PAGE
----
To finalize your proposal, it’s essential to proofread and spell-check every page. It’s always a good idea to get someone other than the proposal writer to do a final proof, because it’s very common to overlook mistakes in your own work.

When the final touches have been completed, print it or save it as a PDF file, and then deliver it to the client. The delivery method you should use will depend on your relationship with your potential client. While it’s common to email PDF files to clients, a nicely printed, personally signed, and hand-delivered proposal may make more of an impression and demonstrate that you’re willing to make an extra effort for the client.

So, to sum up, a food-business proposal can vary widely in content depending on the business and the project. Each company’s proposal contents will need to be a bit different. But all these proposals will have a similar format and follow a similar structure.

If you’d like to get a jump start using pre-designed templates with simple instructions and tons of suggestions for content, you can use Proposal Pack which includes all of the material mentioned above. The product also includes many sample food business proposals that will give you great ideas and help you easily create your own successful proposal.

The Changing Role of the Telephone – Now A Huge Impediment to Business Productivity

Is telemarketing a dying strategy? For this business owner, the telephone represents the biggest distraction of my workday, rattling my nerves with its startling clamor, bringing my productivity to a screeching halt, and breaking my train of thought sometimes never to be recovered after its insolent intrusion into my silent workplace.

When the “do not call” lists were first established, I eagerly signed up. There is nothing more annoying than receiving a sales pitch by phone as we sit down to eat dinner, especially an uninvited one! Of course, since I also run a business, I still receive my share of telemarketing interruptions since the “do not call” registry is only for personal use. Still, there are plenty of loopholes which make some telemarketing calls legitimate regardless of whether your personal phone number is on the registry, or not.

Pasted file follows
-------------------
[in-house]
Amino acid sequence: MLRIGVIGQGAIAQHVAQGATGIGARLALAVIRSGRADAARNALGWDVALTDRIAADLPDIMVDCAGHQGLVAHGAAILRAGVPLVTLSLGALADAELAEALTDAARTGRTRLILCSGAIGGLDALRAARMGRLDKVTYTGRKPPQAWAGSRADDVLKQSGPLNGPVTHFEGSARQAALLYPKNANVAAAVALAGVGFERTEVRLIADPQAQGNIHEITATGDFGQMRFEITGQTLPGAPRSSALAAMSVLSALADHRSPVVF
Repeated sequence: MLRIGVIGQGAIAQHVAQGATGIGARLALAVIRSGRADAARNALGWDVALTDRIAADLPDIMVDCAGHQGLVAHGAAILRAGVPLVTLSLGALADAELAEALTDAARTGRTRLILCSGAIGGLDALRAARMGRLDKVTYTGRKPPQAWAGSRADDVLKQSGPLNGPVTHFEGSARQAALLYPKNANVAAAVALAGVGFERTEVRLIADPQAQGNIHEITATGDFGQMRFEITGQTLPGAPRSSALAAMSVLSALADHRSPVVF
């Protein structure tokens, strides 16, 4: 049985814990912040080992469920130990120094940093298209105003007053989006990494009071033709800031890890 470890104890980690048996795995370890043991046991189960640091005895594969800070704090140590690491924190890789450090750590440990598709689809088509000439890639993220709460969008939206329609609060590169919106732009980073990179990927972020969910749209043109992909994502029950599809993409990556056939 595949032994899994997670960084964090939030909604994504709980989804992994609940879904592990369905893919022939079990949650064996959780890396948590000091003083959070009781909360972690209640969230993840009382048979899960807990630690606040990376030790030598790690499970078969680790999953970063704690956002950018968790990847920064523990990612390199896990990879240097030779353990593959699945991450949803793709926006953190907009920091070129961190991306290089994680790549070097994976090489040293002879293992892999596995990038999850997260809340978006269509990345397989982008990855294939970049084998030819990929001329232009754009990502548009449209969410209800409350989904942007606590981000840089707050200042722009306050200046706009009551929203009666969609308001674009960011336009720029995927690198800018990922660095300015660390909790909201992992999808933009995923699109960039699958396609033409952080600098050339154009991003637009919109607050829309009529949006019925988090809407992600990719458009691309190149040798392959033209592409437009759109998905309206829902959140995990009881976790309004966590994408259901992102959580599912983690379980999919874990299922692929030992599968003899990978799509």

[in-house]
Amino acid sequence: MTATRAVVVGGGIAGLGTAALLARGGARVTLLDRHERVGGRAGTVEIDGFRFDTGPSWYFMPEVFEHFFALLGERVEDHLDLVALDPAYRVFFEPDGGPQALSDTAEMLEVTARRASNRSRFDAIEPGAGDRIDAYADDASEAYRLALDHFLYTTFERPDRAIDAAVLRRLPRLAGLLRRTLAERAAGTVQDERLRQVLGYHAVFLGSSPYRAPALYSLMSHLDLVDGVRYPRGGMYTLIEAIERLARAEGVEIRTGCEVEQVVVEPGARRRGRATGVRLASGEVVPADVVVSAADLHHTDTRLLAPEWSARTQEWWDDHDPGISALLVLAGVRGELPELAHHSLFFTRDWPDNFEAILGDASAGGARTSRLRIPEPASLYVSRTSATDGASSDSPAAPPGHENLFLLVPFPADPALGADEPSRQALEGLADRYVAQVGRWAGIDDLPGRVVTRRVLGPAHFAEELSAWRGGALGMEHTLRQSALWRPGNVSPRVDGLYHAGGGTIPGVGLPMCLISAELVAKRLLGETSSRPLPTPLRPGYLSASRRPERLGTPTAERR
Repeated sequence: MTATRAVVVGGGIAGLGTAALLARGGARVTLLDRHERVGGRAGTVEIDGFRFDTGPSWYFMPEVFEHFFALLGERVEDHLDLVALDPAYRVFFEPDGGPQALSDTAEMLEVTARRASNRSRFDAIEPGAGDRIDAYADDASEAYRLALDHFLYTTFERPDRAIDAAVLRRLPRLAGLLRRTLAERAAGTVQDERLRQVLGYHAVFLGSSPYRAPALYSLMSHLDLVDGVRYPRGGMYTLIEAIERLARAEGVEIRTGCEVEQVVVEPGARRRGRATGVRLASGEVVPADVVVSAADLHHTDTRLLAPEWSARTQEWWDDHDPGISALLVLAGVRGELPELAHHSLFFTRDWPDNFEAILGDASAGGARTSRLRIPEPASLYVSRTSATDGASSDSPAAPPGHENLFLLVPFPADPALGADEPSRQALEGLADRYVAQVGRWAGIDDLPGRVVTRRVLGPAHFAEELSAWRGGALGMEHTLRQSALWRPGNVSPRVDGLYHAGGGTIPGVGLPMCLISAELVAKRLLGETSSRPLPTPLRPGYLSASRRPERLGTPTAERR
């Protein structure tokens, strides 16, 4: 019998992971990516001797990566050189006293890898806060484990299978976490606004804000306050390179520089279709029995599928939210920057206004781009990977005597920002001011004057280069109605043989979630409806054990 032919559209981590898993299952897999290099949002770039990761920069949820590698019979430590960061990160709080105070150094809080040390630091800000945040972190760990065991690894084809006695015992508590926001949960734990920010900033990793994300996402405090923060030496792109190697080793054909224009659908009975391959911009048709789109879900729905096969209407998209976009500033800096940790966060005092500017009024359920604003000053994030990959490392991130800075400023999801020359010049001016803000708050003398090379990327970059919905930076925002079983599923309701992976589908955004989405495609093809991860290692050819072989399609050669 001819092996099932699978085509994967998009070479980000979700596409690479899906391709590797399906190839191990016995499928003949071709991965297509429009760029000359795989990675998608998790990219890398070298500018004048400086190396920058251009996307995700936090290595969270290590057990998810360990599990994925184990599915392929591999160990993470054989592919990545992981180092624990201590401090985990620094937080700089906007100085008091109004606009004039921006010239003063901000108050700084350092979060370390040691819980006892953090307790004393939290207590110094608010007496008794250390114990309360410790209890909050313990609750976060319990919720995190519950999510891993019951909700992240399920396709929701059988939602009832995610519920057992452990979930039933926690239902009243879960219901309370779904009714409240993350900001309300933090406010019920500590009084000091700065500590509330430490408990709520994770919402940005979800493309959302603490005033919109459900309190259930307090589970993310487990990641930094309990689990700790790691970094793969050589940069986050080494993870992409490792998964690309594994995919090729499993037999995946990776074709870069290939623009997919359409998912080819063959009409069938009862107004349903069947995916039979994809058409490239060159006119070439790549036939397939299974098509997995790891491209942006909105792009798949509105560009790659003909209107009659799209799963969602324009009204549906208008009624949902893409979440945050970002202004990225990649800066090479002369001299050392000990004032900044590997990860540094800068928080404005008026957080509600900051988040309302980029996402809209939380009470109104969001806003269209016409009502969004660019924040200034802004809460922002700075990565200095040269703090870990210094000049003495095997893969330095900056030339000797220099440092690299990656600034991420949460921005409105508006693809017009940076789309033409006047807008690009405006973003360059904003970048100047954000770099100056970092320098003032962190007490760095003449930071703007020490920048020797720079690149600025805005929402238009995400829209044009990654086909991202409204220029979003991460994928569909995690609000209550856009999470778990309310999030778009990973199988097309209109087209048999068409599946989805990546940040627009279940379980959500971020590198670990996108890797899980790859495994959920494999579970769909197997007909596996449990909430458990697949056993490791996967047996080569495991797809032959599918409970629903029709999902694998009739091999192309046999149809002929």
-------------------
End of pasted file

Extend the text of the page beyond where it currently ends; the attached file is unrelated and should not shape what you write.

According to the FCC, these types of calls are still allowed:

• Calls from any organization with which you have a pre-established business relationship.

• Calls from anyone who has been given prior written permission.

• Calls which are not commercial.

• Calls on behalf of tax-exempt non-profit organizations.

While I am a bit more forgiving about such interruptions to my business since I sometimes need to make phone calls myself, with each passing day, month and year, I find myself less motivated to pick up the phone for fear of inadvertently annoying someone in the process. And when I do make the call, my first statement is: “I’m sorry to bother you. Am I interrupting anything?” Luckily, with the lone exception of one person I do business with presently, everyone I deal with is reachable by email.

Email has changed the world, at least my world, and it surpasses the telephone in a very important way. It provides written documentation of what is being communicated, a legal basis for review, should any questions arise in the future about what was said.